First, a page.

A new study from the Norwegian Institute of Public Health (NIPH) shows that they also have lower self-esteem and are more dissatisfied with life and their relationship with their partner.
Eating disorders affect both young and old but often occur for the first time in adolescence. Anorexia nervosa and bulimia are about ten times more common among women than men, accordingly to background information in the study.
The new findings come from the world’s first major population study of psychosocial factors in bulimia (bulimia nervosa) during pregnancy. Bulimia in pregnancy can have serious consequences for both mother and child.
The new study includes more than 41,000 pregnant women who responded to a questionnaire from the Norwegian Mother and Child Study (MoBa).
Out of more than 41,000 pregnant women, 96 met the criteria for broadly defined bulimia (bulimia nervosa) in the first trimester of pregnancy. 67 of the women reported that they had also had bulimia six months before pregnancy, while 26 had developed bulimia after becoming pregnant. It is unknown whether these women had bulimia earlier in life.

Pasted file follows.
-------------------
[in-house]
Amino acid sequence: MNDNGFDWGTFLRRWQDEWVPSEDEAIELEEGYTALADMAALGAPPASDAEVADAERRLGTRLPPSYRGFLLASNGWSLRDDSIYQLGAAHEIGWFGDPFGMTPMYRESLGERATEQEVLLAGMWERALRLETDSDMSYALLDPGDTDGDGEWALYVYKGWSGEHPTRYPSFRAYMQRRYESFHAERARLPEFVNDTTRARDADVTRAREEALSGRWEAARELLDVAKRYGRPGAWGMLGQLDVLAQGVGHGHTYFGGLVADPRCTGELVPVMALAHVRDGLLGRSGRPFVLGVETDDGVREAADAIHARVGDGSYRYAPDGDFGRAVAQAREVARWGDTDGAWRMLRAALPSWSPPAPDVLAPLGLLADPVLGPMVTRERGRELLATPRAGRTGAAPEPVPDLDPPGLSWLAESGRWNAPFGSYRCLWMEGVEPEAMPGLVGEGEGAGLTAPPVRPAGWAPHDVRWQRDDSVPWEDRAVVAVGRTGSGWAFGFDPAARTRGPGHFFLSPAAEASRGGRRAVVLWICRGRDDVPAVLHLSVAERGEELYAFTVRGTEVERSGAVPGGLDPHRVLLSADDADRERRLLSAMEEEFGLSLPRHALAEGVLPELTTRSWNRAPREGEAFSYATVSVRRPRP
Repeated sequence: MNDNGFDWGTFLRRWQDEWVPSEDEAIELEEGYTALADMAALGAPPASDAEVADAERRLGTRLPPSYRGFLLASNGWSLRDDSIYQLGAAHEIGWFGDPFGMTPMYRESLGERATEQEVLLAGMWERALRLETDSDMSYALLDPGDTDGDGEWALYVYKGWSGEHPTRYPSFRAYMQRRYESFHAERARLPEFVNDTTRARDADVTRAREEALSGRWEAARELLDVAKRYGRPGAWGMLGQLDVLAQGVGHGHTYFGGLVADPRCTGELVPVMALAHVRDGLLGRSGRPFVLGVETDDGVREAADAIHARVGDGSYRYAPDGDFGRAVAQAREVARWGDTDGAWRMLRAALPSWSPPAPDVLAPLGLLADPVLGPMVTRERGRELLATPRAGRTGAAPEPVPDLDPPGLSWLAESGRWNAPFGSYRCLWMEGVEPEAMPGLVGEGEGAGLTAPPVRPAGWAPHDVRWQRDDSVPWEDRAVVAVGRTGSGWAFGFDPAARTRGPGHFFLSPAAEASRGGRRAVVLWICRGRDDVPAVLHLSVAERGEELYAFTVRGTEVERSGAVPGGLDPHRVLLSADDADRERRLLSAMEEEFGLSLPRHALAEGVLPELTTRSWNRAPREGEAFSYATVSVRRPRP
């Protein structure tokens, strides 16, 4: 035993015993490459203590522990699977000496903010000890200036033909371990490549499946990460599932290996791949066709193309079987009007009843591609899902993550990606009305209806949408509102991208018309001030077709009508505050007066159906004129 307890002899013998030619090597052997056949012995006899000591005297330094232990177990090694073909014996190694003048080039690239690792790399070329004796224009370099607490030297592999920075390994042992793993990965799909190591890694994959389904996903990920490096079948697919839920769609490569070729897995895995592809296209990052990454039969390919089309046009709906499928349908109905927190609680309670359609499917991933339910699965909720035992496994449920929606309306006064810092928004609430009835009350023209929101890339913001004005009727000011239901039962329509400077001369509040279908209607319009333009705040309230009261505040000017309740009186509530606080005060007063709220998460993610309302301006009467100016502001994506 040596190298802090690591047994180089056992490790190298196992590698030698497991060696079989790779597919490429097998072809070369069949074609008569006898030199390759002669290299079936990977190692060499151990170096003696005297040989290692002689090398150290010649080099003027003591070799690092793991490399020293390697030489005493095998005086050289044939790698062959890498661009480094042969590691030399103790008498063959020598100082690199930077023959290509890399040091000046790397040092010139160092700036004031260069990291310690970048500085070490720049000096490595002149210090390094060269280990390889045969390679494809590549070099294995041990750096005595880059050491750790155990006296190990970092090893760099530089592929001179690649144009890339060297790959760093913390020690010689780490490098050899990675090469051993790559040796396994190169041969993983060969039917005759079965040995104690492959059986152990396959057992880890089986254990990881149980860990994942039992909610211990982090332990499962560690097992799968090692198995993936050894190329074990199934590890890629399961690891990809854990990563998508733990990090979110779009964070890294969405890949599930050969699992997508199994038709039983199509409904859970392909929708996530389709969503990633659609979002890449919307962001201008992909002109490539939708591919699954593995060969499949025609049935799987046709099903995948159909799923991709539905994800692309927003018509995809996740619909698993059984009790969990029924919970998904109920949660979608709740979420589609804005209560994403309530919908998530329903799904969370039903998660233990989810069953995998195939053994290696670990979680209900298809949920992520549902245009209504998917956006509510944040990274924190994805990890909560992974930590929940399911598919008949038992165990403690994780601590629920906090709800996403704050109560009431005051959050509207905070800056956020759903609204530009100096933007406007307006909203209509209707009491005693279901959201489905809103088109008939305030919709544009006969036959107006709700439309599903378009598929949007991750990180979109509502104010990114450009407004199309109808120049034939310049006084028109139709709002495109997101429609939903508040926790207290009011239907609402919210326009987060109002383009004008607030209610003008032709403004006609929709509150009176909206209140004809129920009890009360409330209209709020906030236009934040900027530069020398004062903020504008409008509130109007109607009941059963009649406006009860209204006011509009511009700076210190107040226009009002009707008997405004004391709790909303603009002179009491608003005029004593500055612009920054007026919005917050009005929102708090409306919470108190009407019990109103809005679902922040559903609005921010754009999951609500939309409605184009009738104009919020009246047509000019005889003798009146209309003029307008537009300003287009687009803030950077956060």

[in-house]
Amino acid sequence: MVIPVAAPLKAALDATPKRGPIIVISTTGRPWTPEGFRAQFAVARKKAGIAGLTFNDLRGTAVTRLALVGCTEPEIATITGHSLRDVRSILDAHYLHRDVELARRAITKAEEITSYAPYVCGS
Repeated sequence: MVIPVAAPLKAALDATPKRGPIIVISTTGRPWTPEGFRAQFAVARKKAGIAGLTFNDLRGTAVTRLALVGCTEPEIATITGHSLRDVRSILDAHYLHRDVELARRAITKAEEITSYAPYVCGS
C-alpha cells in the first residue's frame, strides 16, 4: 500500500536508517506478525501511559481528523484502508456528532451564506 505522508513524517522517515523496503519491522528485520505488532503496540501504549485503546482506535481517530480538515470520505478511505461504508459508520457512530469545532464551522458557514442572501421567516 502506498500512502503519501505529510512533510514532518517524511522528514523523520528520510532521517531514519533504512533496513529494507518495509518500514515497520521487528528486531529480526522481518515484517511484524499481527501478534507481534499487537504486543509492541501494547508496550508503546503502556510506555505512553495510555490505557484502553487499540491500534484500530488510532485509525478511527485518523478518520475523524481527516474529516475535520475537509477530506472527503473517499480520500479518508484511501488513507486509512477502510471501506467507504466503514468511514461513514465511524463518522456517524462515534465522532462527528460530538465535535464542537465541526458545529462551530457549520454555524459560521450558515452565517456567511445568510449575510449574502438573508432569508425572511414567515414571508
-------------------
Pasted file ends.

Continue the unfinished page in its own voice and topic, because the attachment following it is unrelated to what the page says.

Women with bulimia reported lower self-esteem and less satisfaction with life and their relationship with their partner. In addition, they reported a higher prevalence of symptoms associated with anxiety and depression.
Women with bulimia reported a higher prevalence of life-long physical abuse, sexual abuse and major depression compared with others, says Cecilie Knoph Berg at the Division of Mental Health at the NIPH.
Women who had bulimia six months before pregnancy but who were symptom-free in the first trimester, experienced higher self-esteem and satisfaction with life compared to other women with persistent symptoms.
Bulimia was measured six months before pregnancy and in the first trimester of pregnancy by completing the questionnaire in the first trimester.